Zim Open Golf trophy: Work of art that tells a thousand stories

Zimbabwe Open

When you walk into his presence and look into his eyes, placed flawlessly within a mature bone structure, something in them tells a thousand stories. They glisten like a silver stream pouring out as he tragically unsuccessfully attempts to conceal his story: you can tell you stand before divinity of craft.

The one Patrick Mavros, himself an emulator of the creator, whose own fingers have conquered silver from the belly of Zimbabwe primarily, and created some of the most recognisable works of silver sculpture ever put togteher by man, creating a legendary name in his wake.

Himself the creator who has given life to similarly gifted spawn, his children, who have also inherited his coveted remarkable gift.

When his voice explodes, a voice as nuanced as the sculptures that adorn his studio in the picturesque Umwinsidale rolling hills, it is not to sing praises to his works and talent but to speak about one creation in particular. The Zimbabwe Open Golf Trophy. A trophy he sculpted as a proud symbol of his nation.

Itself the premeir golf tournament in the country, the committee of the Zimbabwe Open no doubt wanted something iconic for the winner to lift.Something that says no matter where the winner comes from, they conquered under the African skies and within the glorious enclosure of the nation named  Zimbabwe.

The tournament had previously taken a hiatus from 2001 to 2009 and had been resuscitated back in 2010.

Now what to do? Who to commission? Who to gift with both the honour and burden to sculpt a trophy for a tournament that in posterity has been raised by some of the greatest legends of the game.

“...And then I received a call from my old friend Michael Mahachi and he asked me to make a trophy for the tournament! I was so honoured!” said Mavros, his excitement palpable still, more than a decade later as if it were the day of the actual commissioning.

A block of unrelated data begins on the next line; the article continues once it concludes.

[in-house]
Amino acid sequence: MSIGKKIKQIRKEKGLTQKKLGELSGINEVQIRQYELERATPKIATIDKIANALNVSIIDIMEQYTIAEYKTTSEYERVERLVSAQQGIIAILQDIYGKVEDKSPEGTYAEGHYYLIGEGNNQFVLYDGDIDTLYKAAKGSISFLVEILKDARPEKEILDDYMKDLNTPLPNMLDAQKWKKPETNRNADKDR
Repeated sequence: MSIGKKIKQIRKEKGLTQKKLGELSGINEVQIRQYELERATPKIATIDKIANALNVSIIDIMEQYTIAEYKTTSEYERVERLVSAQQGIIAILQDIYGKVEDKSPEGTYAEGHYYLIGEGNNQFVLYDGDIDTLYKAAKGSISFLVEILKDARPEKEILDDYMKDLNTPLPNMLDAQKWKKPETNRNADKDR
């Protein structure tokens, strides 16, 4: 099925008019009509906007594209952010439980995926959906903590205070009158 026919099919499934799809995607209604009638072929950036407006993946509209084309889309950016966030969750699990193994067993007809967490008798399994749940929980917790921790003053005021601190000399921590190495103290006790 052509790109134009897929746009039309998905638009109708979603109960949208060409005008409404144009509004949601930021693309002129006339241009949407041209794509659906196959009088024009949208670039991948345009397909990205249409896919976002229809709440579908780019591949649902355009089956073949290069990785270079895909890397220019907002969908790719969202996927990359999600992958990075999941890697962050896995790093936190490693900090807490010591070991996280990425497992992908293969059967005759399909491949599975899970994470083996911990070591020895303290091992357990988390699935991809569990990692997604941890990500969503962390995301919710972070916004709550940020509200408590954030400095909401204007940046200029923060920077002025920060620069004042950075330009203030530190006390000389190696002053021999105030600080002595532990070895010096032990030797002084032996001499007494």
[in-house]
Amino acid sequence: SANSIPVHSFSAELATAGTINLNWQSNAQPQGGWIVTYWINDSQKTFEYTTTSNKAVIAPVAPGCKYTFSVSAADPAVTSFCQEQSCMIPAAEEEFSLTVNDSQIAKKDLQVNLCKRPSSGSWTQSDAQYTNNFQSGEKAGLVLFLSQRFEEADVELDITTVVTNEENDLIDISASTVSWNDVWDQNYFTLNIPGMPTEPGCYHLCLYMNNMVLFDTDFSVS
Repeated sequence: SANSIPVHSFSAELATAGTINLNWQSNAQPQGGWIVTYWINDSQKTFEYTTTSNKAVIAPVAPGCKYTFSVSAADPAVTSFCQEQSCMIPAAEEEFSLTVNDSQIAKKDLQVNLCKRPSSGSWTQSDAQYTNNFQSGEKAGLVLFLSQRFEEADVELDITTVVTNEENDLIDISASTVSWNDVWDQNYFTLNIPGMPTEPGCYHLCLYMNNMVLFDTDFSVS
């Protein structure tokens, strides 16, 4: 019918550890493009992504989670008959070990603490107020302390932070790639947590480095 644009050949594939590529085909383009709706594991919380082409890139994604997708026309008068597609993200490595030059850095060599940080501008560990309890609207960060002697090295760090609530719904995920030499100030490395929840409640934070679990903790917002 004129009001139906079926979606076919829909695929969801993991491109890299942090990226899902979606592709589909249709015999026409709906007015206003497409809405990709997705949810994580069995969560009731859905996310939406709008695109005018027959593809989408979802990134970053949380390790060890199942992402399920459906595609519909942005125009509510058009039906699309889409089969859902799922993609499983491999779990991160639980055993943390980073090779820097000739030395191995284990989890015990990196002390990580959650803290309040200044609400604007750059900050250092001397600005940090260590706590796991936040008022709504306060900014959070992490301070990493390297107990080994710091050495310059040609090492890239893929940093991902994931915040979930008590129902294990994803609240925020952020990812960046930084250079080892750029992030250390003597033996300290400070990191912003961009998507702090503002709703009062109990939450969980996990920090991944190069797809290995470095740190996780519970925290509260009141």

At that he set to work to put together the beautiful work of art that now is the symbol and epitome of the tournament. He went for the beauty of Africa. As a Mberengwa boy, born and raised in the rurals and enchanted by all things rural and regal in the African context, he drew from his upbringing.

He pulled out the African umbrella; the Acacia tree, which adorns vast plains across the continent not least of all the land of his upbrining. No tree said ‘Africa’ more than it did-at least to Mavros.

He then summoned another beauty, the mound of earth in which the tree is planted. Add to that, the national animal, the Sable, in his glory, with its upright majestic horns curved towards its mane like a regal creature, standing firm on that glorious mound of land.  To complete the work, a golf pall perched atop the Acacia tree and yet mimicking the African sun in its celestial grandeur.

The story of the summoning of elements uniquely and quintessentially Zimbabwean and the work of the sculptor took him almost a quarter of an entire year to unite. The end result is a visual story of captivating beauty and an enduring icon.

Patrick Mavros sought to leave a legacy when he took on the task to make the Zimbabwe Open trophy. And yet after all is said and done, he created not just a lasting visual legacy for a premier beautiful event on the sporting calendar, he created a work of art whose nuances the keen eye can swear posess the fingerprints of the gods!

Here are some names to look out for this tournament:

Claire Minter (1st lady ever to play in the Zim Open)

Mathew Bramford - plenty exploits including placing 4th at the Inaugural Africa Amateur  championship at Leopard Creek this past February

Keegan Shutt - Broke course record at the Inaugural Africa Amateur  championship at Leopard Creek this past February

Darren Fickard - 5 time winner DP World tour and former Zim Open winner. His son Ethan Fickard is also playing

J.B Kruger 2010 and 2013 Zim Open winner

Ronald Rugumayo - from Uganda. Made DP Word tour cut and the Kenya

Robson Chinhoi (you all know him)

Scott and Kieran Vincent

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